As is further shown in FIG. 3B, plug 108 includes a plurality of nodes 124-132. A plurality of conductors 135, 136, 137 electrically connect the upper socket terminals 54, 56, 58 with nodes 124, 125, 126 of the plug 108. In similar fashion, a plurality of conductors 140, 142, 144 electrically connect the additional socket terminals 65, 66, 67, 71 with nodes 128, 129, 130, 131 of the plug 108.

The additional socket terminals 68, 69, 70 are electrically connected to an array of terminals 145, 146, 147 respectively, of a terminal block 148 included within the meter box 12, typically intended for use as test points or auxiliary connections for the meter.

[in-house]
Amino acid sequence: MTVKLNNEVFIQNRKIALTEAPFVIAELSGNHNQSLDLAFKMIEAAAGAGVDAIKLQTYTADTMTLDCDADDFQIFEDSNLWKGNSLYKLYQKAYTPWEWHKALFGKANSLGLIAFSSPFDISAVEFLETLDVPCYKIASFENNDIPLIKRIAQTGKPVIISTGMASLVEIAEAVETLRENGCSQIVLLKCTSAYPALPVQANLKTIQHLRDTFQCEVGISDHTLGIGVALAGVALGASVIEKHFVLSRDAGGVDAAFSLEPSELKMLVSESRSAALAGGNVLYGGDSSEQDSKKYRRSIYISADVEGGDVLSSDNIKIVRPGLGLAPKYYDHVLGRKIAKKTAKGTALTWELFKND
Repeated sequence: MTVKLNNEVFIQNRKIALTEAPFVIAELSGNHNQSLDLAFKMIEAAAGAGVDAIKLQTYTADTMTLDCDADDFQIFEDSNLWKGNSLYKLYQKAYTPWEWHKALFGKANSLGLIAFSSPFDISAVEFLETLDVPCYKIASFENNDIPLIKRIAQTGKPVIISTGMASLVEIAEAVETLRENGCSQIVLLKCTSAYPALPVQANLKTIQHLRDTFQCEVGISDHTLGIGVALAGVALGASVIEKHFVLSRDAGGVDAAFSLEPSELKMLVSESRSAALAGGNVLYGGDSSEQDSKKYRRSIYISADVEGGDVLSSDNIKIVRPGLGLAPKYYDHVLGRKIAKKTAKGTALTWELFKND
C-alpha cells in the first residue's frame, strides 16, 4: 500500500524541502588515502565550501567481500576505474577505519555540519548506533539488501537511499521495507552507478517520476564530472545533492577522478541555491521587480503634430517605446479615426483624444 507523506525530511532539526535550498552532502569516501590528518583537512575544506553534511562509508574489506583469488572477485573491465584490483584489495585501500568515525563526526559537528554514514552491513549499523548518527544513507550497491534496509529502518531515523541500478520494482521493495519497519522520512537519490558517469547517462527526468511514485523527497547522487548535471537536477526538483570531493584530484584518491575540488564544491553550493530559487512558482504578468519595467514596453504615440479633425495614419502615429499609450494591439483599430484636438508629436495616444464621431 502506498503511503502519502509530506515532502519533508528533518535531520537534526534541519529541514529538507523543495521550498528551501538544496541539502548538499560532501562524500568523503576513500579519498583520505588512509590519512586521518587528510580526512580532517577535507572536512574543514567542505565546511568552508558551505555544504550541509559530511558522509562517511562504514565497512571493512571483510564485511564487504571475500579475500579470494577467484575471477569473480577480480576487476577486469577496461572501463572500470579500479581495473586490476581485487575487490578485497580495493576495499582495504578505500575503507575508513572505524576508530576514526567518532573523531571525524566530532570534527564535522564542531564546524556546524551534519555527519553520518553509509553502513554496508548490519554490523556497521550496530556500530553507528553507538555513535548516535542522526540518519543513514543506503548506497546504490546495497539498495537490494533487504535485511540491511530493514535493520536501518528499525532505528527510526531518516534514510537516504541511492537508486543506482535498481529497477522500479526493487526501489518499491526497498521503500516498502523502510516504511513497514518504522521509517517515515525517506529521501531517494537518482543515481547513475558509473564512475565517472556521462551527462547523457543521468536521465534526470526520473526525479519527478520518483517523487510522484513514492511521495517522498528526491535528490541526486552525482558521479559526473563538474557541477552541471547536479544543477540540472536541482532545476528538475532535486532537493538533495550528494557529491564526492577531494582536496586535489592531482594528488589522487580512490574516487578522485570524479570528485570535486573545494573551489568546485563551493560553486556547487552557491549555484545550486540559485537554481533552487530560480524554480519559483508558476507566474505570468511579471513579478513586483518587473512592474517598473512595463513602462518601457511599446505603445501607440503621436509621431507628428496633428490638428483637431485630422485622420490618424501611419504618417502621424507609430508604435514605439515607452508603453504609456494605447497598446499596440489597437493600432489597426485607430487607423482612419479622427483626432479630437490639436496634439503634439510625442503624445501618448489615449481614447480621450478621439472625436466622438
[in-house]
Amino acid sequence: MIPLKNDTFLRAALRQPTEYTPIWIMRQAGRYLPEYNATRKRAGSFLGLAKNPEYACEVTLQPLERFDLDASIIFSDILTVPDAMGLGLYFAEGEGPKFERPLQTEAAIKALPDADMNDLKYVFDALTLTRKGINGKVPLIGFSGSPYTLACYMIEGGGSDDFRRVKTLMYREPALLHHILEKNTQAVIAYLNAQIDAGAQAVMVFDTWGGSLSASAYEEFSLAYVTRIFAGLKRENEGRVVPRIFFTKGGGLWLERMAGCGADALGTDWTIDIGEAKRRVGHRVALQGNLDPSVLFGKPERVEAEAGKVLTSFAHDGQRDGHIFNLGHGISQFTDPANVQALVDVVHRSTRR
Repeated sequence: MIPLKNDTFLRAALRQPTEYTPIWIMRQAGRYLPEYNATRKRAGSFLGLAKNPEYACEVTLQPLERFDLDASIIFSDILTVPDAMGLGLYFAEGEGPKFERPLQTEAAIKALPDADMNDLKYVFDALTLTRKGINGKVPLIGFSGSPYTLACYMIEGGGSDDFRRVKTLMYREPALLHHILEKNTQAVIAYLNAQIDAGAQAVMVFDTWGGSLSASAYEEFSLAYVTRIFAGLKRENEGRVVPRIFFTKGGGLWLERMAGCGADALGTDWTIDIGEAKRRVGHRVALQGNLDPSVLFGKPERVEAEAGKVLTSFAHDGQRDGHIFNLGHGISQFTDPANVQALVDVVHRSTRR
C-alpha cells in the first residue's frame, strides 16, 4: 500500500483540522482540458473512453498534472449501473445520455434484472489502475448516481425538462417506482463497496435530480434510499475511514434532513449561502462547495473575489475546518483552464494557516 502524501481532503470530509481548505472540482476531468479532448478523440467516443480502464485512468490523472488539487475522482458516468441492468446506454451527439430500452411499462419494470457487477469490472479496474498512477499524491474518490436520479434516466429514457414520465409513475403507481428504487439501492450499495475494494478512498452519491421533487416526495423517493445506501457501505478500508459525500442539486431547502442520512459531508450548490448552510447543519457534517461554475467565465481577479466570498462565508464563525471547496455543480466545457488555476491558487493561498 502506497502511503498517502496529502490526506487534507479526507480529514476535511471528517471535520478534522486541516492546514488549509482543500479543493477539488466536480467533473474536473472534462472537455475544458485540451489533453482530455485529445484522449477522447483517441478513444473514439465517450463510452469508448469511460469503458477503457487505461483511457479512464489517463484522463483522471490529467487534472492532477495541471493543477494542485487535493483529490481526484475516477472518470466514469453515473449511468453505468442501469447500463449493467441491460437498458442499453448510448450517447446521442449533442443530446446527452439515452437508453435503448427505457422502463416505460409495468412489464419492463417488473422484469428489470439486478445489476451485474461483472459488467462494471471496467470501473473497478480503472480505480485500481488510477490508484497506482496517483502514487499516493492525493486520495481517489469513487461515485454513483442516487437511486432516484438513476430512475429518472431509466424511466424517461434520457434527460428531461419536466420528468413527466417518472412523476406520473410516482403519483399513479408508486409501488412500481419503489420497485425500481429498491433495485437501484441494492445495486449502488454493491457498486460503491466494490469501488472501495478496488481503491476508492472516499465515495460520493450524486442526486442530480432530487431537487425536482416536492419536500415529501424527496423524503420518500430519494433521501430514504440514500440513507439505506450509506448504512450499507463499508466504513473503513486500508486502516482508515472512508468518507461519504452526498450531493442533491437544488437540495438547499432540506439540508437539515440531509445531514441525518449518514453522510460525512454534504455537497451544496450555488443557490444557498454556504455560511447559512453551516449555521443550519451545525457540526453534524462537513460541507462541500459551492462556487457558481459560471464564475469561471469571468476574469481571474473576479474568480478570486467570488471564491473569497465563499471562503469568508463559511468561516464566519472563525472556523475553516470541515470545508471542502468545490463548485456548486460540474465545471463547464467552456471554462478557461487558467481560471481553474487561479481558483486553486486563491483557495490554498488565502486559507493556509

Further included in the schematic diagram of FIG. 3B, although not shown in FIG. 1, is an application jack generally designated 150. Application jack 150 includes six nodes, namely nodes 151-156. Node 151 of application jack 150 is electrically connected to node 125 of plug 108, upper socket terminal 56 of meter socket 28, and line-side conductor 38. Node 152 of application jack 150 is electrically connected to node 127 of plug 108. Node 153 of application jack 150 is electrically connected to node 129 of plug 108 and additional socket terminal 66 of the meter socket 28. Node 154 of application jack 150 is electrically connected to node 131 of plug 108 and additional socket terminal 71 of the meter socket 28. Node 155 of application jack 150 is electrically connected to line-side neutral conductor 74, as shown. And, finally, node 156 of application jack 150 is electrically connected to node 132 of plug 108.